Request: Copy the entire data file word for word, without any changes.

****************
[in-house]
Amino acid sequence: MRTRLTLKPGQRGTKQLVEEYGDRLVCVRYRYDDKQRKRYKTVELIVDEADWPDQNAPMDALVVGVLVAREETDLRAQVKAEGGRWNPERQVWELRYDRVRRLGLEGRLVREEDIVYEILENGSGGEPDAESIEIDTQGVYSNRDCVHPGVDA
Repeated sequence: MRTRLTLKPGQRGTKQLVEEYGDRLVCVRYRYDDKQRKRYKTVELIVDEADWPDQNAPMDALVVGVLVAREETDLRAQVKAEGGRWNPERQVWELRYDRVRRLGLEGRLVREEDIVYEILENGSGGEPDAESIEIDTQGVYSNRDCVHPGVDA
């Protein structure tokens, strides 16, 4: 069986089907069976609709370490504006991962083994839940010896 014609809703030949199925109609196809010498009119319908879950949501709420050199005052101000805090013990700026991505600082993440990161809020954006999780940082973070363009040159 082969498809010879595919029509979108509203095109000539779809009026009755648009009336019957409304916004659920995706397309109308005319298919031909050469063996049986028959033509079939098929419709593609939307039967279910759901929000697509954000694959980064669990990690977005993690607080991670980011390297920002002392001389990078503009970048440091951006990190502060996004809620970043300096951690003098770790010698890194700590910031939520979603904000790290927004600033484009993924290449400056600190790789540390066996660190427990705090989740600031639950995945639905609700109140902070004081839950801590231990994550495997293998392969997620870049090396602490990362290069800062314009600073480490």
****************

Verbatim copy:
[in-house]
Amino acid sequence: MRTRLTLKPGQRGTKQLVEEYGDRLVCVRYRYDDKQRKRYKTVELIVDEADWPDQNAPMDALVVGVLVAREETDLRAQVKAEGGRWNPERQVWELRYDRVRRLGLEGRLVREEDIVYEILENGSGGEPDAESIEIDTQGVYSNRDCVHPGVDA
Repeated sequence: MRTRLTLKPGQRGTKQLVEEYGDRLVCVRYRYDDKQRKRYKTVELIVDEADWPDQNAPMDALVVGVLVAREETDLRAQVKAEGGRWNPERQVWELRYDRVRRLGLEGRLVREEDIVYEILENGSGGEPDAESIEIDTQGVYSNRDCVHPGVDA
């Protein structure tokens, strides 16, 4: 069986089907069976609709370490504006991962083994839940010896 014609809703030949199925109609196809010498009119319908879950949501709420050199005052101000805090013990700026991505600082993440990161809020954006999780940082973070363009040159 082969498809010879595919029509979108509203095109000539779809009026009755648009009336019957409304916004659920995706397309109308005319298919031909050469063996049986028959033509079939098929419709593609939307039967279910759901929000697509954000694959980064669990990690977005993690607080991670980011390297920002002392001389990078503009970048440091951006990190502060996004809620970043300096951690003098770790010698890194700590910031939520979603904000790290927004600033484009993924290449400056600190790789540390066996660190427990705090989740600031639950995945639905609700109140902070004081839950801590231990994550495997293998392969997620870049090396602490990362290069800062314009600073480490």